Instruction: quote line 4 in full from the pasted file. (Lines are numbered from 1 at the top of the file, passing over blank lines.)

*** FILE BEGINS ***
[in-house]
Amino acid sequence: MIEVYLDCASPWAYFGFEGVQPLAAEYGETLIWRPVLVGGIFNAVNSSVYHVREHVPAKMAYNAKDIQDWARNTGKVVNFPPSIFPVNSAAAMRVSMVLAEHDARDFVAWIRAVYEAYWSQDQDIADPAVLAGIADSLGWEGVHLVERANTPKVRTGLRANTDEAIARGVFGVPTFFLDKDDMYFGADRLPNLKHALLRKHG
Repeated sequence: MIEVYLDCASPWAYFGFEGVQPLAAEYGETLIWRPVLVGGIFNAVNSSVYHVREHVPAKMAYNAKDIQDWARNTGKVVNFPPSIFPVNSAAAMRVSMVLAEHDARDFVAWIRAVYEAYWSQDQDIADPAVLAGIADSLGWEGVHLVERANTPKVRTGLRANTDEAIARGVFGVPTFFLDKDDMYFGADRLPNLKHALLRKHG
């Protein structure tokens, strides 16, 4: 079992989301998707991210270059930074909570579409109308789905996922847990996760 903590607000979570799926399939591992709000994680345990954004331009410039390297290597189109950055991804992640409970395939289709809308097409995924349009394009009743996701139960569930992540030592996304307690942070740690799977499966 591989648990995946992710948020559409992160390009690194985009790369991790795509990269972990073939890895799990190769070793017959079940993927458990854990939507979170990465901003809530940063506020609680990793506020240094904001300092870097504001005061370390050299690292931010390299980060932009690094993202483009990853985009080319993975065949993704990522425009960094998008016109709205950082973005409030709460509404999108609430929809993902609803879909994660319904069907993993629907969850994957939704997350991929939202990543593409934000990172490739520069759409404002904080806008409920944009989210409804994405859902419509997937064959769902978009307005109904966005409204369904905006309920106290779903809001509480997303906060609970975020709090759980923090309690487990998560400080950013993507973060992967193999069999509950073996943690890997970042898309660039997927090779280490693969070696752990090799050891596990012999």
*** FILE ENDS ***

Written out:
């Protein structure tokens, strides 16, 4: 079992989301998707991210270059930074909570579409109308789905996922847990996760 903590607000979570799926399939591992709000994680345990954004331009410039390297290597189109950055991804992640409970395939289709809308097409995924349009394009009743996701139960569930992540030592996304307690942070740690799977499966 591989648990995946992710948020559409992160390009690194985009790369991790795509990269972990073939890895799990190769070793017959079940993927458990854990939507979170990465901003809530940063506020609680990793506020240094904001300092870097504001005061370390050299690292931010390299980060932009690094993202483009990853985009080319993975065949993704990522425009960094998008016109709205950082973005409030709460509404999108609430929809993902609803879909994660319904069907993993629907969850994957939704997350991929939202990543593409934000990172490739520069759409404002904080806008409920944009989210409804994405859902419509997937064959769902978009307005109904966005409204369904905006309920106290779903809001509480997303906060609970975020709090759980923090309690487990998560400080950013993507973060992967193999069999509950073996943690890997970042898309660039997927090779280490693969070696752990090799050891596990012999």